(7/85) Protective effect of exogenous recombinant mouse interferon-gamma and tumour necrosis factor-alpha on ectromelia virus infection in susceptible BALB/c mice.
The resistance to mousepox is correlated with the production of type I cytokines: interleukin (IL)-2, IL-12, interferon (IFN)-gamma and tumour necrosis factor (TNF)-alpha. We intend to describe the modulation of generalized ectromelia virus (EV) infection with exogenous administration of mrIFN-gamma and mrTNF-alpha separately and in combination using susceptible BALB/c mice. The treatment schemes presented resulted in the localization of the generalized EV infection and its development into non-fatal sloughing of the infected limb. This was accompanied by low virus titres in the treated mice due to control of systemic virus replication and virus clearance. The balance of type I versus type II cytokines was dominated by a type I response in the treated groups. The group treated with the combination of IFN-gamma and TNF-alpha exhibited the best survival with Th1-dominant (IFN-gamma and IL-12) cytokine profiles, whereas the TNF-alpha-treated group of mice was less successful in clearance of virus and demonstrated the lowest survival rate. The successful cytokine treatment schemes in this orthopoxvirus model system may have important implications in the treatment of viral diseases in humans and, in particular, of variola virus infection. (+info)
(8/85) Polarized type 1 cytokine response and cell-mediated immunity determine genetic resistance to mousepox.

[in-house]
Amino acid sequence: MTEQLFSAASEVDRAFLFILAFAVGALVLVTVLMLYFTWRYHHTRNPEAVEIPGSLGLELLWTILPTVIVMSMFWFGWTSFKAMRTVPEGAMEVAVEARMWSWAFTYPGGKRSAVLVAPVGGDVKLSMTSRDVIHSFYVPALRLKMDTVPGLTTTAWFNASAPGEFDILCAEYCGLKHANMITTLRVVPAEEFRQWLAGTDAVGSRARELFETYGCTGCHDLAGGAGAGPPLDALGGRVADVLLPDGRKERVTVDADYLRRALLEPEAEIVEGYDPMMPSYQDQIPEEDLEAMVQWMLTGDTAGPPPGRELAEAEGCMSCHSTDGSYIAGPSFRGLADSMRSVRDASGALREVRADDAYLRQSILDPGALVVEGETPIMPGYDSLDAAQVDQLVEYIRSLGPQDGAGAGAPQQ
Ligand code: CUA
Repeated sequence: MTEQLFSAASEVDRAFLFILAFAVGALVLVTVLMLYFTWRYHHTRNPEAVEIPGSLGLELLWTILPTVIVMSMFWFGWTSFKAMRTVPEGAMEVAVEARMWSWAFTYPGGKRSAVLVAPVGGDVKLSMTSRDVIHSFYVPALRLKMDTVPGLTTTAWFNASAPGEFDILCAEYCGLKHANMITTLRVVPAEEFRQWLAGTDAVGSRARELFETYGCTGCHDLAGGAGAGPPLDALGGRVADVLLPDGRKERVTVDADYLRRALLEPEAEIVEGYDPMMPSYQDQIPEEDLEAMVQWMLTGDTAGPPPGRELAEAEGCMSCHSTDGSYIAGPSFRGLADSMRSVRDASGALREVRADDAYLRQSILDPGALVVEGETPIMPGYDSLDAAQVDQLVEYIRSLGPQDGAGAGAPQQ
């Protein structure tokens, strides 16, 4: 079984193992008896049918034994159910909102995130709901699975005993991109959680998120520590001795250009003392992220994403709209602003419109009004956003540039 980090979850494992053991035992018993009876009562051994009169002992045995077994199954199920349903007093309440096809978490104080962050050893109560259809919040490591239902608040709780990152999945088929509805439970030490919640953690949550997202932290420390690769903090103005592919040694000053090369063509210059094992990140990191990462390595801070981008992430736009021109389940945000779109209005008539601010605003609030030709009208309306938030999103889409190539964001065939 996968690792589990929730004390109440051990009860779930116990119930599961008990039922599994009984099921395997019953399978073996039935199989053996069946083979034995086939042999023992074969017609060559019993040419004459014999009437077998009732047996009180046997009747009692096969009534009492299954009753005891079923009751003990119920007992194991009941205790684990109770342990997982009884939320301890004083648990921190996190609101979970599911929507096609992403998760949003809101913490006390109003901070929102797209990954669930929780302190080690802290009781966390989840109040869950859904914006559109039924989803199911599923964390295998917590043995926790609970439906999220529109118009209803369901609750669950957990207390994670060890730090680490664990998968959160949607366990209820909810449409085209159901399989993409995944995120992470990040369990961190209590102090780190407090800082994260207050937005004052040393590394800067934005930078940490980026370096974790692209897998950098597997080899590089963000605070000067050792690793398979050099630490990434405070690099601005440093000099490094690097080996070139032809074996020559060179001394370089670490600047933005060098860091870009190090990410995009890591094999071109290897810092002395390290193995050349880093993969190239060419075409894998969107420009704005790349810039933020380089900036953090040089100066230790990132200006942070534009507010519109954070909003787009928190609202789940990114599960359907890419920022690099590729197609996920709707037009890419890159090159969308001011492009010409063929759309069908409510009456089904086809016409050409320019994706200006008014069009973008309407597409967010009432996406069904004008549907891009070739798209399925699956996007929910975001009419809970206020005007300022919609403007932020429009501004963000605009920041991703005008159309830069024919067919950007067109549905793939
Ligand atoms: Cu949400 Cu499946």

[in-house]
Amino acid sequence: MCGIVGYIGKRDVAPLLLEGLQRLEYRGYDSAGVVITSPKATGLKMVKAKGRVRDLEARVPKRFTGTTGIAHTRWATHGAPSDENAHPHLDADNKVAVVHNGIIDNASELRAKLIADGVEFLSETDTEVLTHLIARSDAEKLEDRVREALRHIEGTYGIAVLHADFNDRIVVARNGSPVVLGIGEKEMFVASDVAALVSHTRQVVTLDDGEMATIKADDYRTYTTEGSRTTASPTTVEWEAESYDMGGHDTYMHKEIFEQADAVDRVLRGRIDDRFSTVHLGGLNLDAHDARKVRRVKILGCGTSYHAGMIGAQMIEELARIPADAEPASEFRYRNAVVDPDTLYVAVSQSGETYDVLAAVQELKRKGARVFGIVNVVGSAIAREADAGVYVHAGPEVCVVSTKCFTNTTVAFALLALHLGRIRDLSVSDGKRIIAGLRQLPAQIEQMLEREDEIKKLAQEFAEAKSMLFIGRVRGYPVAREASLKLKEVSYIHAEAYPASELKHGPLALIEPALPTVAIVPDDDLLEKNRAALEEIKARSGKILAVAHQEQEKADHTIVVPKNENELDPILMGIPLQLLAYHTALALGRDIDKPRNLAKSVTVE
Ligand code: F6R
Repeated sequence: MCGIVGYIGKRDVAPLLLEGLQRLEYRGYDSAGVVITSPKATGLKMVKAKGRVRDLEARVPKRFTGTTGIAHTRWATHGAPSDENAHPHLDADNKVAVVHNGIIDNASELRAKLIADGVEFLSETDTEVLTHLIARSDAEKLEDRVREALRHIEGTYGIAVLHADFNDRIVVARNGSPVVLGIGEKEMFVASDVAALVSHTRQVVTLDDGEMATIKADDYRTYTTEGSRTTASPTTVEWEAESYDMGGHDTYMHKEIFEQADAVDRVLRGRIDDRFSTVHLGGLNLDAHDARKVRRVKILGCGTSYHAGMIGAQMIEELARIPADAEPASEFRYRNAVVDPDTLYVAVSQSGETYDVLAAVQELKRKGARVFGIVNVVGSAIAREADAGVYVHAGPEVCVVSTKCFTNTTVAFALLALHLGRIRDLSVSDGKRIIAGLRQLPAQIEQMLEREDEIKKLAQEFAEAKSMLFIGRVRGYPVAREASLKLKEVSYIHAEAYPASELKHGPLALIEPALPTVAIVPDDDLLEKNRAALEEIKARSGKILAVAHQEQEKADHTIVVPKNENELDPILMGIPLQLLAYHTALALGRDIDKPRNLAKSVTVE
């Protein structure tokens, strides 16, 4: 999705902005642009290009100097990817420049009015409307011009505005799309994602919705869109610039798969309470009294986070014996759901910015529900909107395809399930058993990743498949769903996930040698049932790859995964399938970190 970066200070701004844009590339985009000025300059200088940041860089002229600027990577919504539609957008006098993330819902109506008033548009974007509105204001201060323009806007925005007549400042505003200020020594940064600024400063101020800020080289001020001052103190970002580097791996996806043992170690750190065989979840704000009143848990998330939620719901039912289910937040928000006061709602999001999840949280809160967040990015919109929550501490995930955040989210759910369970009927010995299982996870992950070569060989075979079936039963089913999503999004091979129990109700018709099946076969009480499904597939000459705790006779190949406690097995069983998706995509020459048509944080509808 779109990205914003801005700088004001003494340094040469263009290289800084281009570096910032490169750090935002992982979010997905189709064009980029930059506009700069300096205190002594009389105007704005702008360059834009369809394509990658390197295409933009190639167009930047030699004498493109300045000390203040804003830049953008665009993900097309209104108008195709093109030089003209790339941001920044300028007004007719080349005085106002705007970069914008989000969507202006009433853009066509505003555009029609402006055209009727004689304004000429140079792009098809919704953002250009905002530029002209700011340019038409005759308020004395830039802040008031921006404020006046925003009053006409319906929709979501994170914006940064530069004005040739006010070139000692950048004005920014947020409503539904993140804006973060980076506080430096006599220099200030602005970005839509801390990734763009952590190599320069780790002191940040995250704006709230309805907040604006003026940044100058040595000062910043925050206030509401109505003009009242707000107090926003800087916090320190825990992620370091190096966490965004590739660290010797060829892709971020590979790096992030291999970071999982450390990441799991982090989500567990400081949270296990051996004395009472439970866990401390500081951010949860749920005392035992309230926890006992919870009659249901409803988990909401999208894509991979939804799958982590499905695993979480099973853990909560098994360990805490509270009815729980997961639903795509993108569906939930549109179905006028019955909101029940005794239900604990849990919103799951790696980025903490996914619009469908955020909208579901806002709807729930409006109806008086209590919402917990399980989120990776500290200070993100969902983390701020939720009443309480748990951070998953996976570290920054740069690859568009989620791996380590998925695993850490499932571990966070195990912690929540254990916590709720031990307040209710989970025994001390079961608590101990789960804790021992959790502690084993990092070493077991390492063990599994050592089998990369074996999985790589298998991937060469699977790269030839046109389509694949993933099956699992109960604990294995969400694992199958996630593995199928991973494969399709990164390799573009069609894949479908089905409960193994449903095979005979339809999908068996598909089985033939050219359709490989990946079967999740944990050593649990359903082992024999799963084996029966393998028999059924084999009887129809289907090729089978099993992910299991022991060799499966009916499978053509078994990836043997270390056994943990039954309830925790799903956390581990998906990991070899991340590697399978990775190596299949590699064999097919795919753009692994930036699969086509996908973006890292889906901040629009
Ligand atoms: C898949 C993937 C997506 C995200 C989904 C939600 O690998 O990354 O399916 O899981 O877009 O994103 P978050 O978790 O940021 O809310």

Ectromelia virus (ECTV), a natural mouse pathogen and an orthopoxvirus, has been used to investigate the correlation between polarized type 1 or type 2 immune responses and resistance to disease in poxvirus infections by using well defined resistant and susceptible mouse strains. Our data show that distinct differences exist in the cytokine profiles expressed in resistant and susceptible mice infected with ECTV. Resistant C57BL/6 mice generate a type 1 cytokine response [IFN-gamma, IL-2, and tumor necrosis factor (TNF)], within the first few days of infection, which is associated with strong cytotoxic T lymphocyte response (CTL) and recovery from ECTV infection. Susceptible strains of mice (BALB/c and A/J) on the other hand generate a type 2 cytokine response (IL-4 but little or no IFN-gamma and IL-2), which is associated with a weak or an absent CTL response, resulting in uncontrolled virus replication and death. Although deletion of IL-4 function alone did not change the outcome of infection in susceptible mice, the loss of IFN-gamma function in resistant mice abrogated natural killer (NK) cell and CTL effector functions resulting in fulminant disease and 100% mortality. Therefore, a clear link exists between the early production of specific type 1 cytokines, in particular, IFN-gamma, the nature of the cellular immune response, and disease outcome in this virus model. This finding in the mousepox model raises the possibility that inappropriate cytokine responses may result in increased susceptibility to smallpox in humans. (+info)